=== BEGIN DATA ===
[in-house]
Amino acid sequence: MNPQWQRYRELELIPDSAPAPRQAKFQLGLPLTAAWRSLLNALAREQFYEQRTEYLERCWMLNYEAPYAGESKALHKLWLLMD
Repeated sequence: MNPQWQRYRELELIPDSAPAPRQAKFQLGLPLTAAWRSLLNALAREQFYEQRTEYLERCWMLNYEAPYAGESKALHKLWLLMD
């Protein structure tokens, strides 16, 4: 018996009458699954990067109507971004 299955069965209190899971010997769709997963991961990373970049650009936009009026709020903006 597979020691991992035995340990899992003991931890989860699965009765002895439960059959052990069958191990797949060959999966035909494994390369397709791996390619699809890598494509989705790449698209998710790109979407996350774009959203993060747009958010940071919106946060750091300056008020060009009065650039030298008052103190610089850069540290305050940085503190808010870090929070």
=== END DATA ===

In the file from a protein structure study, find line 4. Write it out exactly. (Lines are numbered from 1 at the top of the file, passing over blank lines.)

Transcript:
């Protein structure tokens, strides 16, 4: 018996009458699954990067109507971004 299955069965209190899971010997769709997963991961990373970049650009936009009026709020903006 597979020691991992035995340990899992003991931890989860699965009765002895439960059959052990069958191990797949060959999966035909494994390369397709791996390619699809890598494509989705790449698209998710790109979407996350774009959203993060747009958010940071919106946060750091300056008020060009009065650039030298008052103190610089850069540290305050940085503190808010870090929070």